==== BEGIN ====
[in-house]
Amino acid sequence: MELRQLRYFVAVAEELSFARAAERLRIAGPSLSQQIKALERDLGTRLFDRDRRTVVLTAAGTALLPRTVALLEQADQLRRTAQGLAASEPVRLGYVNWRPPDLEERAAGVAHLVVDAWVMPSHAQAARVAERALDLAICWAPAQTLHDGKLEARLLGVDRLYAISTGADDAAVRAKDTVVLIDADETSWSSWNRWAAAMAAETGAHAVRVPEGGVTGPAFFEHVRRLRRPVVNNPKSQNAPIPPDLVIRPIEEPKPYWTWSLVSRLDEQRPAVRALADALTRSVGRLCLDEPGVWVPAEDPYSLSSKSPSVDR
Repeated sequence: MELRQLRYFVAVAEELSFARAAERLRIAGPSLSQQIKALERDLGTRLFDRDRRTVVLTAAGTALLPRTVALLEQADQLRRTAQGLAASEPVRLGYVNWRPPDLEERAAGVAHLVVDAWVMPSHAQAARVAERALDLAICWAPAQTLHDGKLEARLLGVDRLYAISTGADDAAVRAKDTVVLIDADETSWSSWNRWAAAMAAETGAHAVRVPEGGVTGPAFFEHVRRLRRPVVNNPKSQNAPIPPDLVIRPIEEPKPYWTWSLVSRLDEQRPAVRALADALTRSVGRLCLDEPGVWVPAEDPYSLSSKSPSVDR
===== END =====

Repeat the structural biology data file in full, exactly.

[in-house]
Amino acid sequence: MELRQLRYFVAVAEELSFARAAERLRIAGPSLSQQIKALERDLGTRLFDRDRRTVVLTAAGTALLPRTVALLEQADQLRRTAQGLAASEPVRLGYVNWRPPDLEERAAGVAHLVVDAWVMPSHAQAARVAERALDLAICWAPAQTLHDGKLEARLLGVDRLYAISTGADDAAVRAKDTVVLIDADETSWSSWNRWAAAMAAETGAHAVRVPEGGVTGPAFFEHVRRLRRPVVNNPKSQNAPIPPDLVIRPIEEPKPYWTWSLVSRLDEQRPAVRALADALTRSVGRLCLDEPGVWVPAEDPYSLSSKSPSVDR
Repeated sequence: MELRQLRYFVAVAEELSFARAAERLRIAGPSLSQQIKALERDLGTRLFDRDRRTVVLTAAGTALLPRTVALLEQADQLRRTAQGLAASEPVRLGYVNWRPPDLEERAAGVAHLVVDAWVMPSHAQAARVAERALDLAICWAPAQTLHDGKLEARLLGVDRLYAISTGADDAAVRAKDTVVLIDADETSWSSWNRWAAAMAAETGAHAVRVPEGGVTGPAFFEHVRRLRRPVVNNPKSQNAPIPPDLVIRPIEEPKPYWTWSLVSRLDEQRPAVRALADALTRSVGRLCLDEPGVWVPAEDPYSLSSKSPSVDR